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Giant Telescope Mirror Blank Is Perfect

Members of the team building the LSST, a large survey telescope being built in Northern Chile, gather to celebrate the successful casting of the telescope's 27.5-foot-diameter mirror blank. The LSST, or Large Synoptic Survey Telescope, requires three large mirrors to give crisp images over a record large field of view. The two largest of these mirrors are concentric and fit neatly onto the large mirror blank shown here. Seated on the mirror (L-R): LSST Director Tony Tyson, LSST System Scientist Zeljko Ivezic, LSST System Engineer Chuck Claver, LSST Project Manager Don Sweeney. Image credit: Howard Lester / LSST Corporation.
by Staff Writers
Tucson AZ (SPX) Sep 03, 2008
The single-piece primary and tertiary mirror blank cast for the LSST is "perfect", say project astronomers and engineers.

The LSST, or Large Synoptic Survey Telescope, a large survey telescope being built in northern Chile, requires three large mirrors to give crisp images over a record large field of view. The two largest of these mirrors are concentric and fit neatly onto a single mirror blank.

The single-piece primary and tertiary mirror blank emerged from the oven at the University of Arizona's Steward Observatory Mirror Lab in Tucson, AZ, where team members gathered to celebrate this major milestone.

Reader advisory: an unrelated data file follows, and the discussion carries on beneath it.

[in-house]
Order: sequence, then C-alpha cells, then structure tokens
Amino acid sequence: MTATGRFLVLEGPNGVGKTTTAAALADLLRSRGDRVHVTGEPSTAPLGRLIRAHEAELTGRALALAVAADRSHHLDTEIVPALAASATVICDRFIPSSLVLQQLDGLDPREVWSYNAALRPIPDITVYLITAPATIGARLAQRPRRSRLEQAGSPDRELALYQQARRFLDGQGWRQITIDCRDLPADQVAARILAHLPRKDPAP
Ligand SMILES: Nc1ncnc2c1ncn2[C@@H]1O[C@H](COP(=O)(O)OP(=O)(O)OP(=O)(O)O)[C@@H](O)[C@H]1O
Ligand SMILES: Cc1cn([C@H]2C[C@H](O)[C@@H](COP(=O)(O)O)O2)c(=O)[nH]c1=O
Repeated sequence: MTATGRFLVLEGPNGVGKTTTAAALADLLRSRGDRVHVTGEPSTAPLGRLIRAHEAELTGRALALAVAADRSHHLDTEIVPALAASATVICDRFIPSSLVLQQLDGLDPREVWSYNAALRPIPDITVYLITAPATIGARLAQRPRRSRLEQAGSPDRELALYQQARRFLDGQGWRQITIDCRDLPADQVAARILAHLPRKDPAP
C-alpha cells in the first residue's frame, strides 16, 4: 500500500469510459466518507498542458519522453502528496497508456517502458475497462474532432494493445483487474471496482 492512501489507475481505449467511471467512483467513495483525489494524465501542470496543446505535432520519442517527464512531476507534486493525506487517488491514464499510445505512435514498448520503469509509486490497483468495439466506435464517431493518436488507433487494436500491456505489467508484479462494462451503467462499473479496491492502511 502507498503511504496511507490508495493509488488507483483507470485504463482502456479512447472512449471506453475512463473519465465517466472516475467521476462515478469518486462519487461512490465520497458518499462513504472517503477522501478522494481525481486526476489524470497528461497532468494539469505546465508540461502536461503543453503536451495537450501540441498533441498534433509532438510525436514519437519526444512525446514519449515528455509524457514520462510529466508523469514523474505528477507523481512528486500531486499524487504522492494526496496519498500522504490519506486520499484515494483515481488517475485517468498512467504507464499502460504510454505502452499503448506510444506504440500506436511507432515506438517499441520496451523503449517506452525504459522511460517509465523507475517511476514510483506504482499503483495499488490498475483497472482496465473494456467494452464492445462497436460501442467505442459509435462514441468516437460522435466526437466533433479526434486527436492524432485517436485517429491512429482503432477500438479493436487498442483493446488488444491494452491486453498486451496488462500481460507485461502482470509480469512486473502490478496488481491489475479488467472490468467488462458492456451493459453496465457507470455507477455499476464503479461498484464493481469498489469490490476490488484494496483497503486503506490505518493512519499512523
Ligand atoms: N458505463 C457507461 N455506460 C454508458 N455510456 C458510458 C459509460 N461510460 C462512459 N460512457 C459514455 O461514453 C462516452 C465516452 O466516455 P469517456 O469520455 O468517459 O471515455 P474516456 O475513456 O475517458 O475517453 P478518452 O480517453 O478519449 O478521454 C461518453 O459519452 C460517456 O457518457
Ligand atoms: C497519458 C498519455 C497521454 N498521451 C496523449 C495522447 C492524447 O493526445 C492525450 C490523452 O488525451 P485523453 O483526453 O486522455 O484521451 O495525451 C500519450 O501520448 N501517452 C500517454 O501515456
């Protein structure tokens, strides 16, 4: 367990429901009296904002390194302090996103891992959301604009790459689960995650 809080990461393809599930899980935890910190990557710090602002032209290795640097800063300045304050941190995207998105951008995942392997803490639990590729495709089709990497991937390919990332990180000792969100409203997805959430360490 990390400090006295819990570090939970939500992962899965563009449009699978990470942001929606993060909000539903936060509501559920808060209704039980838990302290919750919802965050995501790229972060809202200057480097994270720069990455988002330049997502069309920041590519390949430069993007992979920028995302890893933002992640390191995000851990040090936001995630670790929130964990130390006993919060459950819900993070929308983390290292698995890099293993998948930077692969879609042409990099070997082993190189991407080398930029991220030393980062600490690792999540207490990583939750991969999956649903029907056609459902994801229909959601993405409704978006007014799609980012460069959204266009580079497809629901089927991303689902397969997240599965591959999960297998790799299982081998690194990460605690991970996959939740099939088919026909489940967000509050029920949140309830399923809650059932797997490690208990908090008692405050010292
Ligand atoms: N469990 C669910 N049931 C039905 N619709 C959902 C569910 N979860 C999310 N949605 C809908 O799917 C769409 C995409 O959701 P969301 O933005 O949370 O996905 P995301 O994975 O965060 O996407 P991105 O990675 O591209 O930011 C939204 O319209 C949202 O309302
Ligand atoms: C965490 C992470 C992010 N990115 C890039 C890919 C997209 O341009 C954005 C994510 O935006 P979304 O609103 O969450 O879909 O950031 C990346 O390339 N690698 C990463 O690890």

The Mirror Lab team opened the furnace for a close-up look at the cooled 51,900-pound mirror blank, which consists of an outer 27.5-foot diameter (8.4-meter) primary mirror and an inner 16.5-foot (5-meter) third mirror cast in one mold. It is the first time a combined primary and tertiary mirror has been produced on such a large scale.

In January 2008, LSST announced receipt of two major gifts: $20 million from the Charles Simonyi Fund for Arts and Sciences, and $10 million from Bill Gates. These gifts are being used to enable the construction of LSST's three large mirrors. The finished mirror is scheduled to be delivered in 2012.

The LSST will be the widest, fastest, deepest eye of the new digital age when it begins science operations from Cerro Pachon, Chile, in 2015. It will provide time-lapse digital imaging across the entire available night sky every three days, mapping the structure of our dynamic universe and exploring the nature of dark matter and dark energy.

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Phoenix Mission Conducting Extended Activities On Mars
Tucson AZ (SPX) Sep 01, 2008
NASA's Phoenix Mars Lander, having completed its 90-day primary mission, is continuing its science collection activities. Science and engineering teams are looking forward to at least another month of Martian exploration.











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